Alas, the very first thing I do is park on the street for free, just to feel that kind of power. HERE I GO, INTO THIS COFFEE SHOP! Nobody can stop me now! Don’t gotta know my license plate number; don’t have to download an app; don’t have to try three different credit cards like I am some sort of feral dog. It’s like having an all-you-can-eat buffet of space: life already feels so much easier.
On my way in, a man seated on a bench calls to me and says, “Morning! Have you had breakfast yet? I just had a great one over there.” I am taken aback by his friendliness, and yet, this is exactly what I have been searching for: the kind of people who really see other people. It’s not so much about wanting some kind of Pleasantville, but about wanting connection. I have lived in some of the biggest cities in the world and often felt pathologically alone. Don’t get me wrong: I also like being able to wear killer high-heel booties as I stomp down a city sidewalk—something that makes you look like a diabolical, baby-eating martian in a small town—but heels aren’t always a good enough trade-off for belonging. Belonging is how you know you’re alive. Otherwise, you’re just an invisible phantom of a human, journeying through the world without ever being felt.
Our Airbnb sits just two blocks up from Main Street. The home, we discover, belongs to a well-known news anchor in Chicago; we chat back and forth via the app, and I praise her for her renovations. The home is historic—surprise!—and tastefully updated to maintain the character of the space. I pull on a sweatshirt and spend cozy fall mornings out on the porch with my notebook and my coffee, writing up my plans for the future. People walk by and actually wave. It feels safe here, calm. This is the kind of place you want to plant some bushes, join a volleyball league, wear paint-splattered overalls, and help Gus down at the hardware store on the weekends like in the movies. And there is no higher praise.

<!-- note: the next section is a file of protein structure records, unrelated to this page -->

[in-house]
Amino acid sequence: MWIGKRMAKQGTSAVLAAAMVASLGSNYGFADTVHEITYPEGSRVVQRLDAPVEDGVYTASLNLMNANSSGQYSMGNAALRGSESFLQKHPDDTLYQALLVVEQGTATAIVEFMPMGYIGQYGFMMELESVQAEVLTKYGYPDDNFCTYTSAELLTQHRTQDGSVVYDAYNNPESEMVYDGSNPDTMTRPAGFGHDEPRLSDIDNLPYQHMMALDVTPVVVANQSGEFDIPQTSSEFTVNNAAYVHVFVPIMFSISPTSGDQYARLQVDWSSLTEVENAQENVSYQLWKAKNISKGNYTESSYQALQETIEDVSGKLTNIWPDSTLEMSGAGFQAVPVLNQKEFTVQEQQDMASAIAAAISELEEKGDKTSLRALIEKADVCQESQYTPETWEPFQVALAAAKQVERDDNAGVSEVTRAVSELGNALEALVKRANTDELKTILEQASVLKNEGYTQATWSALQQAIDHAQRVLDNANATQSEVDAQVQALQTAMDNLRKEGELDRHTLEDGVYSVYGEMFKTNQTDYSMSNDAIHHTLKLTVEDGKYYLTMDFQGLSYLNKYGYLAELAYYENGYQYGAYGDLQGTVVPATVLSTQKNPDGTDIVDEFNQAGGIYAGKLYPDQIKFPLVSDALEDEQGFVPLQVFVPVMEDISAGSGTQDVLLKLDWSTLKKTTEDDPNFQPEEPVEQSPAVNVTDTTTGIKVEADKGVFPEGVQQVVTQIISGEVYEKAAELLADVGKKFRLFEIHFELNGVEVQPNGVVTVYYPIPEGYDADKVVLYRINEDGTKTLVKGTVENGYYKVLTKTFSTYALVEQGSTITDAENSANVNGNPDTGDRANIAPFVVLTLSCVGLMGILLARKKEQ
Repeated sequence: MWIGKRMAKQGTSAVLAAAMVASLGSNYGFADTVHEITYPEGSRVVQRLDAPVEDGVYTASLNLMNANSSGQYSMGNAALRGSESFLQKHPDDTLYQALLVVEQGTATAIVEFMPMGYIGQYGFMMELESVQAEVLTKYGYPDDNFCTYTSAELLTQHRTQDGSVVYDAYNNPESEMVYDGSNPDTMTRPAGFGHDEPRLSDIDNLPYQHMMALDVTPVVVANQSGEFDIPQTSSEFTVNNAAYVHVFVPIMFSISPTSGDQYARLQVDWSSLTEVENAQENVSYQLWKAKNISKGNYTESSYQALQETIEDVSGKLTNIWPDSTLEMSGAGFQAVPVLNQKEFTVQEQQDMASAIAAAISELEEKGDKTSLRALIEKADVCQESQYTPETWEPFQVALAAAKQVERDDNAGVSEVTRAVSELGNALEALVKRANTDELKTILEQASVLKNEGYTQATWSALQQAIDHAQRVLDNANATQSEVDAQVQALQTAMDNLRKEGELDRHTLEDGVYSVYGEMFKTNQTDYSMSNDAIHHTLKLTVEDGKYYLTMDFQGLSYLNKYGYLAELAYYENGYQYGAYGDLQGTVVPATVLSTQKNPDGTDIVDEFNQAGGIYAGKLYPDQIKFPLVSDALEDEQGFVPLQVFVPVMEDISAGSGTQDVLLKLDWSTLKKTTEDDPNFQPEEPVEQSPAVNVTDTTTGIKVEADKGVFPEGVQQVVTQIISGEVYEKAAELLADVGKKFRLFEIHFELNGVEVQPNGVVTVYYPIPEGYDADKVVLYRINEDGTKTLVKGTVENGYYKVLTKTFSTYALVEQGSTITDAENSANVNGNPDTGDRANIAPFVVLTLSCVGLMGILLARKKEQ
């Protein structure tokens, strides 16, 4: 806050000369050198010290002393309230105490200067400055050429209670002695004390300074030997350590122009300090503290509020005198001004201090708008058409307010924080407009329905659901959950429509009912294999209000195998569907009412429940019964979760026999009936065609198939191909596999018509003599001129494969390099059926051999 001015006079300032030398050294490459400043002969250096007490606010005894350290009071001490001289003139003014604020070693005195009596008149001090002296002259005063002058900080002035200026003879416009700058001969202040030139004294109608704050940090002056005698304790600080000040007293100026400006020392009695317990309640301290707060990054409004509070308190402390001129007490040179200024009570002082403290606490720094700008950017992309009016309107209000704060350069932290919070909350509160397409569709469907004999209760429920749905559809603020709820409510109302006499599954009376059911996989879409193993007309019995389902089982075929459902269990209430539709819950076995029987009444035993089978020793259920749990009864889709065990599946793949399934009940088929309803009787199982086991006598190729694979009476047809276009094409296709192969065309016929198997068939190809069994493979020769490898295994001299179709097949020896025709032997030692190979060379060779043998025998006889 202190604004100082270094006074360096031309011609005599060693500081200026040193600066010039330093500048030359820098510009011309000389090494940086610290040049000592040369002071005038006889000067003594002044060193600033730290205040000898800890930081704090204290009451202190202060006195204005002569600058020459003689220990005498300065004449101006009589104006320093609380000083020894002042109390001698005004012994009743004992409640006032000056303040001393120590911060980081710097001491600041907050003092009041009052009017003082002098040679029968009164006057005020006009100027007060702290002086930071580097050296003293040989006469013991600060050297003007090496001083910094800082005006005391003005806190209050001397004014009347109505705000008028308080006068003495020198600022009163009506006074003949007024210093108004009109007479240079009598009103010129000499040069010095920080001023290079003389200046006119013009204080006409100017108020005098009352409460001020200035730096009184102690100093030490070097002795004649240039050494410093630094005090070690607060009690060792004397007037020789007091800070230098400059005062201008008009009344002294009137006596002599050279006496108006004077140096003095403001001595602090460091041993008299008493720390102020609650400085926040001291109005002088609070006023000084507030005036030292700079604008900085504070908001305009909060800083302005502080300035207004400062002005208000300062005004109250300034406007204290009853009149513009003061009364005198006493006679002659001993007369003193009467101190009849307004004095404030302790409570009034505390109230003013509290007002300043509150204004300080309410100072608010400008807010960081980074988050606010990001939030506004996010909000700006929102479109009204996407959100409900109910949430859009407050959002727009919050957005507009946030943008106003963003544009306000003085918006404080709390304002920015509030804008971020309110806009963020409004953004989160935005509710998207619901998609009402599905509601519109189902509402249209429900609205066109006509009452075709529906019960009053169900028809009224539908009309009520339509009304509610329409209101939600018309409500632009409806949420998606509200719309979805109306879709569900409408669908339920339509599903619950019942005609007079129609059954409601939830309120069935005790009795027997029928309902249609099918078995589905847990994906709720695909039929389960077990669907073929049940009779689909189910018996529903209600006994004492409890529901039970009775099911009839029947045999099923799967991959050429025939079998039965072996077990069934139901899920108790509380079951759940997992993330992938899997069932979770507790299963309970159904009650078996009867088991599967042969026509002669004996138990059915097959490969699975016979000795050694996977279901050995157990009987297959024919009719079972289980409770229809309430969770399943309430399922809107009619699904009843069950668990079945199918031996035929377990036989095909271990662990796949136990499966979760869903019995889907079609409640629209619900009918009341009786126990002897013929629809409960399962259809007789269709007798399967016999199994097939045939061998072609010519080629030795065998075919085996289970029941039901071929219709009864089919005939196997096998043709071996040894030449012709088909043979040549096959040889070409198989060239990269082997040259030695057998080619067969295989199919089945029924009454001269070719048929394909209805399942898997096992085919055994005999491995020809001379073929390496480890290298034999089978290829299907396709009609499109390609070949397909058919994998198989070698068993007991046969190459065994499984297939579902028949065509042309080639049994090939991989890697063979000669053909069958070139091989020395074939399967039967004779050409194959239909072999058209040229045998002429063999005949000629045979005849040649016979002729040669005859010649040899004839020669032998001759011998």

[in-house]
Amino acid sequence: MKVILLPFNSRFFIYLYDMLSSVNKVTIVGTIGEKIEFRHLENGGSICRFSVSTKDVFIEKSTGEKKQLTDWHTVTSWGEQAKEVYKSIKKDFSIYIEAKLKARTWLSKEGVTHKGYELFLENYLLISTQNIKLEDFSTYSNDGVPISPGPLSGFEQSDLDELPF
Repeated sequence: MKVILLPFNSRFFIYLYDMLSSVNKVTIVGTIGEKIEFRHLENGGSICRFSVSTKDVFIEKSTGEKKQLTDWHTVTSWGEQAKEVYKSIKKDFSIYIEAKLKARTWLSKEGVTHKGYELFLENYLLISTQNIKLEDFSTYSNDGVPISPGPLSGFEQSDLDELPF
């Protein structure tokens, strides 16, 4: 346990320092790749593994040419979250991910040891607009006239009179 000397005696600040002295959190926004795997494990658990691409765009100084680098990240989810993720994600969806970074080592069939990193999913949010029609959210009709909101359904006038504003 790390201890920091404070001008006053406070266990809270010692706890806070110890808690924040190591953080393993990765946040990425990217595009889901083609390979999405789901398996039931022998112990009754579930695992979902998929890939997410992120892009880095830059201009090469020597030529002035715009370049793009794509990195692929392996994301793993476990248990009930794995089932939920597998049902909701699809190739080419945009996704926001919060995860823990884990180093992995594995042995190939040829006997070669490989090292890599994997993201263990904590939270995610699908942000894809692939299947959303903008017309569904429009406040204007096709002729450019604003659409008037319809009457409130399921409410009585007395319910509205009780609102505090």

Such praise, in fact, that we extend our stay, twice. Galena becomes home for two whole weeks. We never expected to stay for more than 5 minutes, but it feels good here, like wrapping yourself in a patchwork quilt at grandma’s. I’ve never had a grandma, but if I did, that bitch would be give me BLANKETS. I find myself stalking the whole town on Zillow, creeping by neighbor’s properties, slowing down in front of their houses like a real perv. With $150,000 price points, it seems too good to be true.